Monday, July 4, 2011

GMA’s Amaya: Fact or Fiction? Part I: Overall Perspective By: James U. Sy Jr.

GMA’s new epic teleserye Amaya is a two-edged sword. It has its own merits and shortcomings and as to be expected, it received mixed reviews of both praises and criticisms. This commentary is by no means contributory to the raging network wars on cyberspace. Instead it is meant to give credit to what this teleserye means to the awareness of certain aspects of Philippine culture and at the same time, point out certain irregularities in the use, or misuse, of certain cultural and/or historical data in its storyline.

What is most commendable about the project is its effort to present the story based on cultural and historical researched data, something which is unheard of before, or at least not of this caliber. Amaya is both a milestone and a big risk for GMA. As far as is recorded and known, and as GMA advertised it, the teleserye is the first ever on Philippine TV to be explicitly based on pre-Hispanic Philippine history and culture. This makes it stand out immediate among its peer programs. Of course, the saleable programs are those centered on love stories and emotions, as Filipinos are fond of this formula as Korean telenovelas would show us. In essence, GMA is taking a big step by making something that has not been tried and done before. And it seems, they did well. The viewers just love Amaya.

As a native Ilonggo living in Region 6, I am glad and feel honored that the project Amaya took pains in presenting the rich pre-Hispanic culture of Panay, from which majority of the ancestors of the inhabitants of Negros Occidental also came from.

I am a professional and businessman, who in my free time engage in the research, study, documentation (and writing), promotion, and propagation of the various Ilonggo and other Visayan systems/styles of Arnis/Eskrima. While conducting data gathering for my book on Arnis, I traveled to several parts of the Visayas and a few in Luzon and Mindanao. I met the late prominent Ilonggo professor, historian, and author Dr. Henry Florida Funtecha, then the Director of the Center for West Visayan Studies (CWVS) at the University of the Philippines in the Visayas (UP-V). I was so inspired for his call for locals to write their own history and not to be passive to let outsiders do it for them. He believed that such history can be written nearer to its real essence if seen from the eyes of a local who has a fuller knowledge of the inner workings of the subject.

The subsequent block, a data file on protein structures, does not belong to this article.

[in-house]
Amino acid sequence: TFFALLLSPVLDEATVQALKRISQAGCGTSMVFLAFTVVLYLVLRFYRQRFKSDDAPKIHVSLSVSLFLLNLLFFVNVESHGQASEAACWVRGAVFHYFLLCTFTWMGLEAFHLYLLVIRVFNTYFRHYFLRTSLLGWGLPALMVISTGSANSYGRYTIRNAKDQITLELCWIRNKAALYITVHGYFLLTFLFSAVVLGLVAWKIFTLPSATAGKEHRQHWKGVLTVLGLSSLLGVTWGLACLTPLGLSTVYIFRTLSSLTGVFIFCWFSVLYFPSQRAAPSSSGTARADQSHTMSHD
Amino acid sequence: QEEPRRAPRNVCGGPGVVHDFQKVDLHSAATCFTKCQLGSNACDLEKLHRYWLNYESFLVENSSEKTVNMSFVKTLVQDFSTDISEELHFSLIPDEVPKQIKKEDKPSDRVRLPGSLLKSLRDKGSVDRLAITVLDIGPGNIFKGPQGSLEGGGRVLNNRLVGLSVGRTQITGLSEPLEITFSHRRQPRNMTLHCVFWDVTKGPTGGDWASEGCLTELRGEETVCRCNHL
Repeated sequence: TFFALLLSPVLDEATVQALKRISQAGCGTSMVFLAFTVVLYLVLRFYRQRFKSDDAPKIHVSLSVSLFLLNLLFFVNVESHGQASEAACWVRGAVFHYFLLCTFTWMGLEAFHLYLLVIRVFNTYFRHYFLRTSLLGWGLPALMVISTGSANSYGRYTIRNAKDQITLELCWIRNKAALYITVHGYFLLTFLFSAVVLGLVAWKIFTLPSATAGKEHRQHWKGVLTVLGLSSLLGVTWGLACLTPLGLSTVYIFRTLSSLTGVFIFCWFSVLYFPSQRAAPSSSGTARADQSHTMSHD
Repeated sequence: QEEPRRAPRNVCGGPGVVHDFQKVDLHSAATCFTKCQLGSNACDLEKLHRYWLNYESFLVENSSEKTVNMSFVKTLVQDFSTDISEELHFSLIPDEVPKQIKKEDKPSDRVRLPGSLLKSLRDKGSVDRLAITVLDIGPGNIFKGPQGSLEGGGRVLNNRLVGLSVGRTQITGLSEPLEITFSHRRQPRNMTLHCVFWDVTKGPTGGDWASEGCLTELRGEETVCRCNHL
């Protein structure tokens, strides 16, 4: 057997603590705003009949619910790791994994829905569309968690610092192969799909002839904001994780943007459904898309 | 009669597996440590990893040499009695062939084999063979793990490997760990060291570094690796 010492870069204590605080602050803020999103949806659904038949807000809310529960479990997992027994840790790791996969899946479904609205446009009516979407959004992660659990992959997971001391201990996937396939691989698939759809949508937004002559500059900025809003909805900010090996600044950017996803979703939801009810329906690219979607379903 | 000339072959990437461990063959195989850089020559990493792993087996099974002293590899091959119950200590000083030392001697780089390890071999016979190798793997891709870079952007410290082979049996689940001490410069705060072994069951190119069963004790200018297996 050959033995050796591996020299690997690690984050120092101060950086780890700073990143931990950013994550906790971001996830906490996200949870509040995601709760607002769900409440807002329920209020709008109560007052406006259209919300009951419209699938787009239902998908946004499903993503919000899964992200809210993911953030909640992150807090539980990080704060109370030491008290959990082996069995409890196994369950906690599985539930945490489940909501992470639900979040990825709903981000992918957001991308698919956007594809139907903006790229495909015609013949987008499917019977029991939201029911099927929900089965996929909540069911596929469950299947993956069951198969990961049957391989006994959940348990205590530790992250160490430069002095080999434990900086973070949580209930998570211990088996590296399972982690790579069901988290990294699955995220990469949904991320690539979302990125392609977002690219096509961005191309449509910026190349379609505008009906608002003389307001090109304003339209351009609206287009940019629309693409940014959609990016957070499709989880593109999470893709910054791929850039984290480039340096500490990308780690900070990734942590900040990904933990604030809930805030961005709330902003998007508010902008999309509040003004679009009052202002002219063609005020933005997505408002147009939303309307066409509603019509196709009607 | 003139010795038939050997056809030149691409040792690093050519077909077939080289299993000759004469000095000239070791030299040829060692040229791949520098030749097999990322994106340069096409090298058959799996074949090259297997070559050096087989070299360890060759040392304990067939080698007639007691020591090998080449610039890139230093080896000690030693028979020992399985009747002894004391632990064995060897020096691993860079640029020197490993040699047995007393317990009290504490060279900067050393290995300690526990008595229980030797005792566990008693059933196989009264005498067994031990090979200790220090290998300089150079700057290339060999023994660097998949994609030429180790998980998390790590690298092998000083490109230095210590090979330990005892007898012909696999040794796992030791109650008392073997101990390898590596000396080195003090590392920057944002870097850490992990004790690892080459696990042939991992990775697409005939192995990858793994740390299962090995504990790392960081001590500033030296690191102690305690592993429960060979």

Although he himself had written several books on local Ilonggo history and culture, Dr. Funtecha stressed that much more has not been documented about the rich local traditions, culture, and history and that the work I’m working will be one of the milestones once finished because it is the only academically prepared work in its category in Western Visayas of date. If Dr. Funtecha is only alive today, I know he will be happy to see Amaya propagating Karay-a/Ilonggo culture and history.

It is a mistaken notion that the Philippines has only one culture. Since time immemorial, our archipelago was home to many different cultures. The history, culture, and language that have largely been associated with the Filipino people is that of Luzon, where our capital is located. But in reality this will vary from place to place. In Luzon itself, the Ilocanos and Igorots have their own unique cultures as compared to say, the Tagalogs. Although we have a national language, the Tagalog-based Filipino, the Philippines is home to more than a hundred languages, all except for one belonging to the Austronesian “Southern Islands” (Malayo-Polynesian) family of languages. Amaya is a big step in showing and instilling respect to this diversity of the different cultures housed in what is now known as the Republic of the Philippines.